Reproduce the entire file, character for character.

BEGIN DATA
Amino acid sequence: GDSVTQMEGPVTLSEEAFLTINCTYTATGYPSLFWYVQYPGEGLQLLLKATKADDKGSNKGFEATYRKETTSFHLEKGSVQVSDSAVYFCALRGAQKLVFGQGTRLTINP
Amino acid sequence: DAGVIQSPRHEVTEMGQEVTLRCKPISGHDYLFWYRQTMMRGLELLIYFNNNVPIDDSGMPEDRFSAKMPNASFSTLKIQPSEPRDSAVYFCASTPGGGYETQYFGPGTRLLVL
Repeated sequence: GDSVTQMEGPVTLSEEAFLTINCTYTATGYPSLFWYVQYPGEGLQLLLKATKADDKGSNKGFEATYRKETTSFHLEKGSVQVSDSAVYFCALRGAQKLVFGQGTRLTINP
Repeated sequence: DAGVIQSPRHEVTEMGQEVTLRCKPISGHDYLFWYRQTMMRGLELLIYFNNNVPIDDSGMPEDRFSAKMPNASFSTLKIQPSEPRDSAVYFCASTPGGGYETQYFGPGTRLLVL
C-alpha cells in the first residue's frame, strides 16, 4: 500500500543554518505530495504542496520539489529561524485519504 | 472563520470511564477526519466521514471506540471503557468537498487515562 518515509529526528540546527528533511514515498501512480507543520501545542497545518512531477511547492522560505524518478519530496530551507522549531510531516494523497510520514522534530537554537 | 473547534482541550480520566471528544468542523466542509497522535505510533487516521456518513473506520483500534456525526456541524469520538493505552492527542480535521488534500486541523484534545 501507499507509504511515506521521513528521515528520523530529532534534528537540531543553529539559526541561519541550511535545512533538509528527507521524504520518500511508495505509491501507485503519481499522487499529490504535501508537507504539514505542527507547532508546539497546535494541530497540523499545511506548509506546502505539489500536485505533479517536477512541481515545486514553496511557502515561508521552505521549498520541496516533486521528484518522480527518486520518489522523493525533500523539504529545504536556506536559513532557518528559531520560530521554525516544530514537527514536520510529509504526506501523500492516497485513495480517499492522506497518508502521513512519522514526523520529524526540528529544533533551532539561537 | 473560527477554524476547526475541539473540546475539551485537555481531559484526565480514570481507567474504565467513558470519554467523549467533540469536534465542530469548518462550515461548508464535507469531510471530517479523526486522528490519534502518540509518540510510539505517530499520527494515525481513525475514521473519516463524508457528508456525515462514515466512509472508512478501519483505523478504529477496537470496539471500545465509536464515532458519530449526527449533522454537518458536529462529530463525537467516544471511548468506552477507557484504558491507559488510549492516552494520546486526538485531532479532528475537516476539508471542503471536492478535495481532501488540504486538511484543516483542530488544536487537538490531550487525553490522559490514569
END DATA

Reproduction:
Amino acid sequence: GDSVTQMEGPVTLSEEAFLTINCTYTATGYPSLFWYVQYPGEGLQLLLKATKADDKGSNKGFEATYRKETTSFHLEKGSVQVSDSAVYFCALRGAQKLVFGQGTRLTINP
Amino acid sequence: DAGVIQSPRHEVTEMGQEVTLRCKPISGHDYLFWYRQTMMRGLELLIYFNNNVPIDDSGMPEDRFSAKMPNASFSTLKIQPSEPRDSAVYFCASTPGGGYETQYFGPGTRLLVL
Repeated sequence: GDSVTQMEGPVTLSEEAFLTINCTYTATGYPSLFWYVQYPGEGLQLLLKATKADDKGSNKGFEATYRKETTSFHLEKGSVQVSDSAVYFCALRGAQKLVFGQGTRLTINP
Repeated sequence: DAGVIQSPRHEVTEMGQEVTLRCKPISGHDYLFWYRQTMMRGLELLIYFNNNVPIDDSGMPEDRFSAKMPNASFSTLKIQPSEPRDSAVYFCASTPGGGYETQYFGPGTRLLVL
C-alpha cells in the first residue's frame, strides 16, 4: 500500500543554518505530495504542496520539489529561524485519504 | 472563520470511564477526519466521514471506540471503557468537498487515562 518515509529526528540546527528533511514515498501512480507543520501545542497545518512531477511547492522560505524518478519530496530551507522549531510531516494523497510520514522534530537554537 | 473547534482541550480520566471528544468542523466542509497522535505510533487516521456518513473506520483500534456525526456541524469520538493505552492527542480535521488534500486541523484534545 501507499507509504511515506521521513528521515528520523530529532534534528537540531543553529539559526541561519541550511535545512533538509528527507521524504520518500511508495505509491501507485503519481499522487499529490504535501508537507504539514505542527507547532508546539497546535494541530497540523499545511506548509506546502505539489500536485505533479517536477512541481515545486514553496511557502515561508521552505521549498520541496516533486521528484518522480527518486520518489522523493525533500523539504529545504536556506536559513532557518528559531520560530521554525516544530514537527514536520510529509504526506501523500492516497485513495480517499492522506497518508502521513512519522514526523520529524526540528529544533533551532539561537 | 473560527477554524476547526475541539473540546475539551485537555481531559484526565480514570481507567474504565467513558470519554467523549467533540469536534465542530469548518462550515461548508464535507469531510471530517479523526486522528490519534502518540509518540510510539505517530499520527494515525481513525475514521473519516463524508457528508456525515462514515466512509472508512478501519483505523478504529477496537470496539471500545465509536464515532458519530449526527449533522454537518458536529462529530463525537467516544471511548468506552477507557484504558491507559488510549492516552494520546486526538485531532479532528475537516476539508471542503471536492478535495481532501488540504486538511484543516483542530488544536487537538490531550487525553490522559490514569